The Regulatory and Reporting Landscape

Module one

For most SMEs it’s not mandatory to publicly report on your environmental impact, but you’ll see various benefits to your business if you do it. Read our tips to see what you could be doing.

The benefits you’ll see:

  • Boost your competitive advantage in tenders. It can place you in better position for procurement processes as an ever-increasing amount of them, especially in relation to government contracts, require some information around your environmental impact and emission reduction plans to be publicly available.
  • Improve your reputation with customers. Transparency can help build trust and better relationships with customers – if you don’t publish your impact you could lose out to competitors who do.
  • Get ahead of regulation. Changes to regulation could include mandatory SME reporting. Getting prepared before that will save you time and stress in the future.
  • Agile responses. You’ll be able to quickly respond to stakeholders such as investors and landlords who ask for information on your emissions. This will allow your relationships to continue and flourish as you can demonstrate proactivity, meaning you’d be able to satisfy any concerns and questions.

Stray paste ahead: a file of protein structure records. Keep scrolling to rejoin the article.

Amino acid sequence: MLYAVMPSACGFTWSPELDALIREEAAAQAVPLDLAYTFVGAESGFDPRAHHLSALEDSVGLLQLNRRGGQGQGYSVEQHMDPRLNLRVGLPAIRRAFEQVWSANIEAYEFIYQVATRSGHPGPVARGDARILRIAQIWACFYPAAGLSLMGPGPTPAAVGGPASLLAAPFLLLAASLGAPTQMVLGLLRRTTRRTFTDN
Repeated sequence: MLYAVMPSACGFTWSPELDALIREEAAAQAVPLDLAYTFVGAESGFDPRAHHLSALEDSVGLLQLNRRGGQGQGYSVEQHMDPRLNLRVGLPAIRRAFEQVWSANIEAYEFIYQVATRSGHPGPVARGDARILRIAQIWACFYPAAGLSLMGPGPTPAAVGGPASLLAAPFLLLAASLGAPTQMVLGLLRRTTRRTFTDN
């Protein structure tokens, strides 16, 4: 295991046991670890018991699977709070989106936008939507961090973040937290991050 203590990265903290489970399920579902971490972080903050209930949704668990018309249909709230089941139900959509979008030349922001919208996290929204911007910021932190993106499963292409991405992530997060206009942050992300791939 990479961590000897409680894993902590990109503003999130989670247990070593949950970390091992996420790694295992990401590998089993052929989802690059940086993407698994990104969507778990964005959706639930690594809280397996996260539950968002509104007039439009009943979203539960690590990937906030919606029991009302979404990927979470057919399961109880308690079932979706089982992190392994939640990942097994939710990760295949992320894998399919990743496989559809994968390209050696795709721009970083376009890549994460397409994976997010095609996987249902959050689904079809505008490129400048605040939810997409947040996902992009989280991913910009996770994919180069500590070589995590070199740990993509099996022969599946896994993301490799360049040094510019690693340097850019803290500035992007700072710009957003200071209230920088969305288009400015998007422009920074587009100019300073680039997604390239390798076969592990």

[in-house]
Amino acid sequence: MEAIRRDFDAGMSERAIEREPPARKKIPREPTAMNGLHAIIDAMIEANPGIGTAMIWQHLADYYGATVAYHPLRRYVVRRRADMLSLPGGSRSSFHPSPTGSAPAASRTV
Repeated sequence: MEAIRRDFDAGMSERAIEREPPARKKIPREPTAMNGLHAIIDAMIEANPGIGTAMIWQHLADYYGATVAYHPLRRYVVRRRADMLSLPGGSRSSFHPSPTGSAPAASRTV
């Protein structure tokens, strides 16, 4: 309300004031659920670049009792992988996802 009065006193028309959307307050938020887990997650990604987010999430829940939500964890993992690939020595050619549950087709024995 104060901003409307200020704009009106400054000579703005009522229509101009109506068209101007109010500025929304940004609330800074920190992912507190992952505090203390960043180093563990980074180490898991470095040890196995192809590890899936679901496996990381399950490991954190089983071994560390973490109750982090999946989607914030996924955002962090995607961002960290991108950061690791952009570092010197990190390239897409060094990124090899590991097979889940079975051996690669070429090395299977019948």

• Track and benchmark your progress. The ability to compare year on year results can be used as a marketing tool and a benchmarking tool against other organisations.

Look over the table below to make yourself familiar with the different reporting regulations and voluntary reporting opportunities. The best practice column shares tips and links to guides for how you can start reporting. Start to think about the top three topics or regulations you could make a start on.